The other way is to abolish stamp duty straight away, and apply a land tax to purchases from a certain date, exempting people who already own a house and have paid stamp duty. This, however, could leave a hole in state or territory budgets for some time.
What are the potential disadvantages of abolishing stamp duty?
This issue of how stamp duty would be abolished and what is would be replaced with is the major potential downside, with the devil in the detail of how the plan would work.
One concern is that these annual land tax bills would have to be very sizeable to replace stamp duty, with one Deloitte Access Economics model estimating the average property would have to pay $2400 per year, but of course many properties valued at higher rates could pay up to five times as much.
And who would stop governments from upping these rates regularly, so that people end up paying much more over time?
According to the Property Council, the ACT’s approach was supposed to be revenue neutral for the government but in actual fact the revenues from property taxes are now higher.
A HIA report from the start of 2018 found the switch from stamp duty to land tax in the ACT has resulted in additional property taxes of $196.5 million, an increase of 38% over four years.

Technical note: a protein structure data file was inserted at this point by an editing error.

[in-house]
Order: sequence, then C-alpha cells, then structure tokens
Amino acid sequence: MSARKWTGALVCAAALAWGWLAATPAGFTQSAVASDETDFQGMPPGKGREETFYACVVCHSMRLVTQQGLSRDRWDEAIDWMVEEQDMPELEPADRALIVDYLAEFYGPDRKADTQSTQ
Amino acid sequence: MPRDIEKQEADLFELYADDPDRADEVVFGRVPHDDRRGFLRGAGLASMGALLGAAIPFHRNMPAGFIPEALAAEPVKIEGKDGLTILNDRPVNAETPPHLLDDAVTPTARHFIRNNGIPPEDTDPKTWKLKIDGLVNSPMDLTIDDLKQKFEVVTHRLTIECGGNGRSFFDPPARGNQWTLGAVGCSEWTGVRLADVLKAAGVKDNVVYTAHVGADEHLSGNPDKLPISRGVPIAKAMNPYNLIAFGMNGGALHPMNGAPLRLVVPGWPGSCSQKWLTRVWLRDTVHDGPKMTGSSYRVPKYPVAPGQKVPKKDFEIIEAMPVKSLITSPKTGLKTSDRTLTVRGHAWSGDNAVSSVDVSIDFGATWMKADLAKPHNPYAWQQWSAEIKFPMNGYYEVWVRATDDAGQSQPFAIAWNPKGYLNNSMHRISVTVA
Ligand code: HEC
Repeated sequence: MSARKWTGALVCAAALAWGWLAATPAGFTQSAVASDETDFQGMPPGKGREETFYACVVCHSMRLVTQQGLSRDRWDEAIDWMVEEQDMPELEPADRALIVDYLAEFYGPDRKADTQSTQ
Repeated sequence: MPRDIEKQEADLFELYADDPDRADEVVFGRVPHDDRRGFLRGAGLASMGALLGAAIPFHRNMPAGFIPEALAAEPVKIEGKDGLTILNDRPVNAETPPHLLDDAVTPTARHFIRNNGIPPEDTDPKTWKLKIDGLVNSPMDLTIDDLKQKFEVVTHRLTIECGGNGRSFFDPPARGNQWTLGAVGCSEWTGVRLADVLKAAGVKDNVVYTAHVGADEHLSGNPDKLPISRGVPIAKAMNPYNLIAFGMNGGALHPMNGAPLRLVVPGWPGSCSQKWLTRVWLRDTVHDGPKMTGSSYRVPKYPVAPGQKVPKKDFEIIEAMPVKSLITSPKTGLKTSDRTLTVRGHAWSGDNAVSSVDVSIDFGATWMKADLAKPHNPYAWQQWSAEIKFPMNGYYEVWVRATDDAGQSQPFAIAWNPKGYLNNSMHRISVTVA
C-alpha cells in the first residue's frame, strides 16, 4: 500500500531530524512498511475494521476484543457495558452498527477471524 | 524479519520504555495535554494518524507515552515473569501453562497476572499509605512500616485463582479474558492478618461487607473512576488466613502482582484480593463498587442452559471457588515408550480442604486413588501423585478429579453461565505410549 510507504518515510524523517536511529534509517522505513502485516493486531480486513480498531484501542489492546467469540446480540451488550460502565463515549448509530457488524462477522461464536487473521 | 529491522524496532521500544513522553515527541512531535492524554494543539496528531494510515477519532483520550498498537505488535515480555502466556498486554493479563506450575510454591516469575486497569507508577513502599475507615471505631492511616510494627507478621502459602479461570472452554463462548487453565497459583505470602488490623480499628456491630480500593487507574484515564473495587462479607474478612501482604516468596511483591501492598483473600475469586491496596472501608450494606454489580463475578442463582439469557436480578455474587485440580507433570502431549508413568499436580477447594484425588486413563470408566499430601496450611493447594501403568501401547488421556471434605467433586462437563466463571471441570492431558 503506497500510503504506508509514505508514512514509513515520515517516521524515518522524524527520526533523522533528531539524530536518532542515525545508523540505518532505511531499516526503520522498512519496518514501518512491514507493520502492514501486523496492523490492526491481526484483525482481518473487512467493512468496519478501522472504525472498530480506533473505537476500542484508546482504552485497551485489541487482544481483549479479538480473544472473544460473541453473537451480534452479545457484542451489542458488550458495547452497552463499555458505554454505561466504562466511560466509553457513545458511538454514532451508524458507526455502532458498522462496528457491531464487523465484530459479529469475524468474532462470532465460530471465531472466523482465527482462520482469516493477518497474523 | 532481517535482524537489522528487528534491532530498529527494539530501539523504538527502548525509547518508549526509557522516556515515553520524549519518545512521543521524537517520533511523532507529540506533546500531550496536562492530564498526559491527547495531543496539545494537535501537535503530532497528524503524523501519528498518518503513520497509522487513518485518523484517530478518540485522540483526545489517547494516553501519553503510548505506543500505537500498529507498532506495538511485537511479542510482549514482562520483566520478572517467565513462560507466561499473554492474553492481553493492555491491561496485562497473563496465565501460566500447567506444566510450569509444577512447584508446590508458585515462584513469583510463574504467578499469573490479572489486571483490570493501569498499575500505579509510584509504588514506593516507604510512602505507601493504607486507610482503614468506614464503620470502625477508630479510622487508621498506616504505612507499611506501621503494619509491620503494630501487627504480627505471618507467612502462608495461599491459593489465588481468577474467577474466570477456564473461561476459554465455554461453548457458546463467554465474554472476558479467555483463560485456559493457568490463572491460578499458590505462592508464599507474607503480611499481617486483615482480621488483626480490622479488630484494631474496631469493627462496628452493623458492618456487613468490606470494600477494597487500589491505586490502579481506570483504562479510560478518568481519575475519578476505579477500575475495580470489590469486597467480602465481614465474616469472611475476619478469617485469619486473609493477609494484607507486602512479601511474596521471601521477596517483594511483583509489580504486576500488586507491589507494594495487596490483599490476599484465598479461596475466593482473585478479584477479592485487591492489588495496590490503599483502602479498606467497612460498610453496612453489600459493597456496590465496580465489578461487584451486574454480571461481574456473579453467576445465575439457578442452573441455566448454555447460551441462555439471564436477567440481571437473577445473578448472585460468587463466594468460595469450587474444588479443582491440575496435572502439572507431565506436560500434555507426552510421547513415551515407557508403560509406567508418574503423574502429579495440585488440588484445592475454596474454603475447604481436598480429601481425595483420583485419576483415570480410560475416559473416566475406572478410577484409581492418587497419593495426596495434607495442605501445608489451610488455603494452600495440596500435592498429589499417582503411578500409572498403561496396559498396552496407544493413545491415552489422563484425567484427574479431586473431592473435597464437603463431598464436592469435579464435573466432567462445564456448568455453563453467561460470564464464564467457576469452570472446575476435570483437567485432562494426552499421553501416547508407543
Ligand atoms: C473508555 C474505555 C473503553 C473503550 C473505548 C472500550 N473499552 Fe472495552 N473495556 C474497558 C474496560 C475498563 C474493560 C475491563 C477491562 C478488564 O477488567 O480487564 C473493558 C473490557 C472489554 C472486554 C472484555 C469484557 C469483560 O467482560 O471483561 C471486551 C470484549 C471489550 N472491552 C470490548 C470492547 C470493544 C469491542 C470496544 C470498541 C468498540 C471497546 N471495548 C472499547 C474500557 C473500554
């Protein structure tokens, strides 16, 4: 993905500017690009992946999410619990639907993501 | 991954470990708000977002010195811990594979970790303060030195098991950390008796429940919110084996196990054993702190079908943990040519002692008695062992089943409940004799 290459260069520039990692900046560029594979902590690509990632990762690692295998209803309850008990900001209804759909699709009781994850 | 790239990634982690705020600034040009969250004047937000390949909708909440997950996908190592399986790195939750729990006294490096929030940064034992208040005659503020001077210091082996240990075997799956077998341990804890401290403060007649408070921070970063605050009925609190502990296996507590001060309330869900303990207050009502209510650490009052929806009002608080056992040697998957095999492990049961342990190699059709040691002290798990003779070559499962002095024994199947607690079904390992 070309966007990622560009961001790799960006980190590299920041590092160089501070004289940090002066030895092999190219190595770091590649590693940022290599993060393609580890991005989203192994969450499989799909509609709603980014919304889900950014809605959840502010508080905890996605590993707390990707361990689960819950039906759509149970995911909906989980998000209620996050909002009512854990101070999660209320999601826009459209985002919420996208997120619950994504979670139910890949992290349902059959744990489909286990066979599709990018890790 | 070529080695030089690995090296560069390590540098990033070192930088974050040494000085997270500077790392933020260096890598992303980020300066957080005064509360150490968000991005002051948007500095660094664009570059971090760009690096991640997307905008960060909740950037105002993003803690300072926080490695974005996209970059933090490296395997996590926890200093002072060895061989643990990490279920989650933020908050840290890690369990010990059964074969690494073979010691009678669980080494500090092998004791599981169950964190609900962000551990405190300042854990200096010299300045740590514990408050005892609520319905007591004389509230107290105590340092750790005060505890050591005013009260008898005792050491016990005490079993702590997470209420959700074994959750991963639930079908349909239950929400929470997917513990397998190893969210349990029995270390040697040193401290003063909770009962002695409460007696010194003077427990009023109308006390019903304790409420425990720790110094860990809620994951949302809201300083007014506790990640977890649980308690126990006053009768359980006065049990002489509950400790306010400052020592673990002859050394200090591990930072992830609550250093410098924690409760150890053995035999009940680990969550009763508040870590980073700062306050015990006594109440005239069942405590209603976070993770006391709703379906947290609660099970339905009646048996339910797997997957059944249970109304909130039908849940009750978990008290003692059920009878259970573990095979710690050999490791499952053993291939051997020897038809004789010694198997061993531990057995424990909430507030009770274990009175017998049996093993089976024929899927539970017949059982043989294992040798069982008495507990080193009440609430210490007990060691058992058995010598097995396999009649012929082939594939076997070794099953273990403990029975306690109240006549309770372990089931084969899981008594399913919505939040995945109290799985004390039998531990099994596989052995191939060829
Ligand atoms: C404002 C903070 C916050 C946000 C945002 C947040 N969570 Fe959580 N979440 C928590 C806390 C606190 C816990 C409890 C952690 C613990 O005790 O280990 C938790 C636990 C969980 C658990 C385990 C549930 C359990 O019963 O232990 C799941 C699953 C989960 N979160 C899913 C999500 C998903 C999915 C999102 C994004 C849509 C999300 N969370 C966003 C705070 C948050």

Koulizos hasn’t made up his mind about whether abolishing stamp duty is the right way to go, but isn’t a big fan of another annual financial impost on home buyers or owners, on top of council rates, insurances and water bills.
“I’m particularly concerned for people on fixed incomes or pensioners – once you get to 65 or 70 it’s another impost you have to keep paying until the day you die.”
Peter Koulizos Chairman, Property Investment Professionals of Australia
There are suggestions land tax bills for older people could be paid upon the sale of the property upon their death, but the bill of course still has to be paid.
So, will it happen?
While there is a lot of talk about the abolishment of stamp duty, whether or not it will actually happen remains to be seen.
Governments are very dependent on the huge revenue generated from stamp duty, so moving away from that will prove to be difficult.
Personally, I feel we should try our utmost to move away from this lazy tax that limits a workforce from moving to where the jobs are.
But it’s going to be very tricky politically to convince voters that replacing stamp duty with an annual charge on land is a good idea.
Let’s watch this space!